What is IrcBook?
IrcBook is a prediction market on IRC operating with play money. The cash referred to in this site is not legal tender or redeemable for anything. IrcBook is a game.
This is a quick introduction. If you know how prediction markets work, you can go straight to the command set.
What's a prediction market?
Prediction markets are a type of market (like a stock market) design to help people make predictions. Instead of company shares or commodities, people buy and share coupons which pay back if the prediction is accurate.
For every claim that trades, people can place orders to buy or sell "yes" or "no" coupons, so that they can benefit whether they think it will happen or not. Claims are uncertain future events such as "Sanders will be inaugurated president of the US". If the claim turns out to be true, every "yes" coupon yields 100 cash, and every "no" coupon is worthless. Otherwise, if it turns out false, every "no" coupon yields 100 cash and every "yes" coupon yields 0.
The price of coupons is set by the orders users are willing to place. Unlike other betting mechanisms where bookies set odds, users' orders entirely determine the potential profits from coupons.
What is IRC?
IRC, or Internet Relay Chat, is a protocol for textual real-time chat. It has a long history, and it is often used by programmers, system administrators and the like.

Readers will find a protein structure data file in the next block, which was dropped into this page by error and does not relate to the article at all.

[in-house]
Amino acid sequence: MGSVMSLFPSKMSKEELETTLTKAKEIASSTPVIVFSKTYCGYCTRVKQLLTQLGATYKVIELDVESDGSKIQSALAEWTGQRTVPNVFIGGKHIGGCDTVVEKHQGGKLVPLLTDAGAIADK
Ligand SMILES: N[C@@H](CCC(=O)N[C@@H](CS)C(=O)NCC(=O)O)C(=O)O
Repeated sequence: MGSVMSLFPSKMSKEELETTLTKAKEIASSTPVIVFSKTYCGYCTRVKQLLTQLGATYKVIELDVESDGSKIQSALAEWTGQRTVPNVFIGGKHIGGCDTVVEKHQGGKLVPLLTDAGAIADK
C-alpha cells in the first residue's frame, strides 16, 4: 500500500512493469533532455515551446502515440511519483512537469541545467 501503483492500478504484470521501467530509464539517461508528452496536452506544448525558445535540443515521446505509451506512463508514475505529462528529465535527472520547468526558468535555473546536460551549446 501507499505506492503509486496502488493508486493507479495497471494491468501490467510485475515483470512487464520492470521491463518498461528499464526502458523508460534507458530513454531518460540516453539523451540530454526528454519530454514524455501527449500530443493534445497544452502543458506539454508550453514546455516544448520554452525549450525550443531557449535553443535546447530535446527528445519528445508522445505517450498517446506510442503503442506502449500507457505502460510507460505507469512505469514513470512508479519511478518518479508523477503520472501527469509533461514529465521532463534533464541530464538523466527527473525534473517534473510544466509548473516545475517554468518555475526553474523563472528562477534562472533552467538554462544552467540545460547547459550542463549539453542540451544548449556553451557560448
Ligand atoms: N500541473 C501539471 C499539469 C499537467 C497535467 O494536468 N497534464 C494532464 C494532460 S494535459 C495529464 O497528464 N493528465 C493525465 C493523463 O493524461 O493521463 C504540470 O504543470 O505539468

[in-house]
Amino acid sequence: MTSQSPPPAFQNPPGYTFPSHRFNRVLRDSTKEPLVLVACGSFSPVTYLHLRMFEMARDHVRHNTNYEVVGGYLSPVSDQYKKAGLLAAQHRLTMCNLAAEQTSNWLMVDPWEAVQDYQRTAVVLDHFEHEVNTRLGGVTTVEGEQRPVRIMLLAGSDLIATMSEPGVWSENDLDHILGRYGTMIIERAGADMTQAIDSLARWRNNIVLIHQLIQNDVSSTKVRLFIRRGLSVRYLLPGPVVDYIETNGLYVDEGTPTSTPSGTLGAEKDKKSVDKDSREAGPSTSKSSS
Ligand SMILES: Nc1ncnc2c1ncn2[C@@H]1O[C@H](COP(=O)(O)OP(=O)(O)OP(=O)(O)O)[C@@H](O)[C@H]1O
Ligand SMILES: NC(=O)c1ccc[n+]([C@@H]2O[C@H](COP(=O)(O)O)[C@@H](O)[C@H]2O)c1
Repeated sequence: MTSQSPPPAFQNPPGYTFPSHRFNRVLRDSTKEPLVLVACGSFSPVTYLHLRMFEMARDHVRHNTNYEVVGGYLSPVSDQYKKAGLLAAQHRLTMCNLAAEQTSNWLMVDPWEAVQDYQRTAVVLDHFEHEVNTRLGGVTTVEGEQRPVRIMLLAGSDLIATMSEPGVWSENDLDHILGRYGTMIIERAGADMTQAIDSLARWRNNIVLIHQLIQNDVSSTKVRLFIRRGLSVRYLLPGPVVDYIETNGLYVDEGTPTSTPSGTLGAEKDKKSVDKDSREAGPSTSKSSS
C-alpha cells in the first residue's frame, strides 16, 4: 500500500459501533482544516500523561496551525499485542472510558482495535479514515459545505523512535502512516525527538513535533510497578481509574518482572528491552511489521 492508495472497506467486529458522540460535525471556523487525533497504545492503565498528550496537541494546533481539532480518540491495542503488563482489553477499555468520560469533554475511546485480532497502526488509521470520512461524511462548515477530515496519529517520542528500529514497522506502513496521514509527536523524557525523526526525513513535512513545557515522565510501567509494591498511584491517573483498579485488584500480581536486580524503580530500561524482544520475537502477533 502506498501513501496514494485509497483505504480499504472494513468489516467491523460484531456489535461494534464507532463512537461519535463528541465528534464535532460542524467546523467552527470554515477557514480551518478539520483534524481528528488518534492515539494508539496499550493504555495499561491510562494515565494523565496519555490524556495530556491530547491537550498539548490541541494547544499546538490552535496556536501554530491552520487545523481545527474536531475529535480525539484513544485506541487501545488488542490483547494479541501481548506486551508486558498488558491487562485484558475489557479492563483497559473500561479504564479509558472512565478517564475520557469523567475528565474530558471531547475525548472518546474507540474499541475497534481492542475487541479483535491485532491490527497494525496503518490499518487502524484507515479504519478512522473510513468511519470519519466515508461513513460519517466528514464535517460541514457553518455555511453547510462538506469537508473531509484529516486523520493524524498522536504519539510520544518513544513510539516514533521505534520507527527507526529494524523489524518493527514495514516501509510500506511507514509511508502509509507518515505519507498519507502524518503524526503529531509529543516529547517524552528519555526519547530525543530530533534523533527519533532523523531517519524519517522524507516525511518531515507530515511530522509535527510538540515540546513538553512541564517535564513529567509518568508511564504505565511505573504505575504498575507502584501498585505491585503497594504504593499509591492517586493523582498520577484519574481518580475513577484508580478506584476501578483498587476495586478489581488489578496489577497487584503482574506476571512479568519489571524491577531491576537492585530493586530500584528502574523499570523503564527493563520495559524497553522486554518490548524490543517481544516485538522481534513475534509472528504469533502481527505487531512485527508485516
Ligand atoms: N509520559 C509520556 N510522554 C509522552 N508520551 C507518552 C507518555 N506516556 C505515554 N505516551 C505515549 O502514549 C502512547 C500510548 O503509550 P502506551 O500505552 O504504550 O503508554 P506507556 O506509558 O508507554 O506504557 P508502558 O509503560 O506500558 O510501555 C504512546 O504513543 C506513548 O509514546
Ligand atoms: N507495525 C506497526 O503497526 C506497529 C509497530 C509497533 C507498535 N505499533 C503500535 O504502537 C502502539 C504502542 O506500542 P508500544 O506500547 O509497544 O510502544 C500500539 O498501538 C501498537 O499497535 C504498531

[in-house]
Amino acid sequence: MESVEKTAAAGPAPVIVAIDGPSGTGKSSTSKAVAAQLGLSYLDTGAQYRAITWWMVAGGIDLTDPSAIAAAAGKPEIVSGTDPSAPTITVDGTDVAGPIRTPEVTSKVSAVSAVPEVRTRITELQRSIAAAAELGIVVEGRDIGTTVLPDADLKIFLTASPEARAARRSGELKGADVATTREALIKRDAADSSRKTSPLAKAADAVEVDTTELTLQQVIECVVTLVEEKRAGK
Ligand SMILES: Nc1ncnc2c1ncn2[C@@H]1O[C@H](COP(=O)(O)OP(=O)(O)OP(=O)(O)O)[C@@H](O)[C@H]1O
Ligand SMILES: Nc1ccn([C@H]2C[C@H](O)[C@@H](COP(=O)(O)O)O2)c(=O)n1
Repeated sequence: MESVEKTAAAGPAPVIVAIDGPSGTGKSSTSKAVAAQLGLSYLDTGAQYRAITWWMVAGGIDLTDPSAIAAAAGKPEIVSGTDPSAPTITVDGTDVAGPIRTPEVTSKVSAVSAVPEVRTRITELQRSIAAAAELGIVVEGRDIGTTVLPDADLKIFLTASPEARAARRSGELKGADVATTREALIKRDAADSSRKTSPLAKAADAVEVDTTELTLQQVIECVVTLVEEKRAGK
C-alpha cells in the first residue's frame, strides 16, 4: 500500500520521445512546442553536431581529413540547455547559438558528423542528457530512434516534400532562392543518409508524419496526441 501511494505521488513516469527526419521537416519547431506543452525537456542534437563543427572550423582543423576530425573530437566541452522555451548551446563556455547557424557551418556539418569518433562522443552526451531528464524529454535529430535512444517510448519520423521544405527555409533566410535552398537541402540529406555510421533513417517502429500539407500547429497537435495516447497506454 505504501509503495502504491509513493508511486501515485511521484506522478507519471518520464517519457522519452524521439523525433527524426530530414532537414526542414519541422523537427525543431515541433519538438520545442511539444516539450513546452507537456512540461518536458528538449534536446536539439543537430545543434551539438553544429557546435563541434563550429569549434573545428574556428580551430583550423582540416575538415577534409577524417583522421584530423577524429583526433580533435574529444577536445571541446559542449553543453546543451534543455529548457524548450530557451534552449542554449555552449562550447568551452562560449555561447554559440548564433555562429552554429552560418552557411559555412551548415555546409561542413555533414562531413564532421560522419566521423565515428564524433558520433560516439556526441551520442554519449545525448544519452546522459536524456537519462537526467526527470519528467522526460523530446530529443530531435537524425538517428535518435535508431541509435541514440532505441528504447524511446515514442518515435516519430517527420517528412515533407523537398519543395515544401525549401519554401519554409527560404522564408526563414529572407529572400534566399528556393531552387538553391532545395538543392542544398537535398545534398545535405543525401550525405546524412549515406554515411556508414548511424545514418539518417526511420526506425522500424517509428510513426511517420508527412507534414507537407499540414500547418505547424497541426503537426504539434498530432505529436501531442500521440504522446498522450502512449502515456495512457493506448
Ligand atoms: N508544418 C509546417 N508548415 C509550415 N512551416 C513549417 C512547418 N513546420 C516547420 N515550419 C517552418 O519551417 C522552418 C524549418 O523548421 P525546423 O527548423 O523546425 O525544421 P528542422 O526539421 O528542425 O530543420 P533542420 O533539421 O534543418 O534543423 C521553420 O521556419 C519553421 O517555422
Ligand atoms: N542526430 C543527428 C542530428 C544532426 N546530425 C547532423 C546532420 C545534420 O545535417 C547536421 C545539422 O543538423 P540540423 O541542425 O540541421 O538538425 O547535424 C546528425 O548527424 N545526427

There is no single IRC network. Anyone can set up their own. Each network has 1 or more servers to which users connect. Users may send each other private messages, or join channels and talk there. Channels are the main feature of IRC, and allow strangers with common interests to find each other and talk in a public setting about a given topic.
IrcBook uses Freenode, which is an IRC network for free software development and other peer-directed projects.
How it works
IrcBook is used through an IRC bot. A bot is a program which connects to IRC and receives commands and provides services through the chat interface. On Freenode, IrcBook is its nickname, and you can find it on its own channel, #ircbook.
Commands to IrcBook start with the $ prefix. They may be sent through private message or on the channels where IrcBook is both present and active. Commands may be abbreviated to the minimum unambiguous prefix, so for example, the command for coupons may be abbreviated as $cou, as there are other commands that begin with "c", such as cash, and "co", such as confirm; but none other which begins with "cou".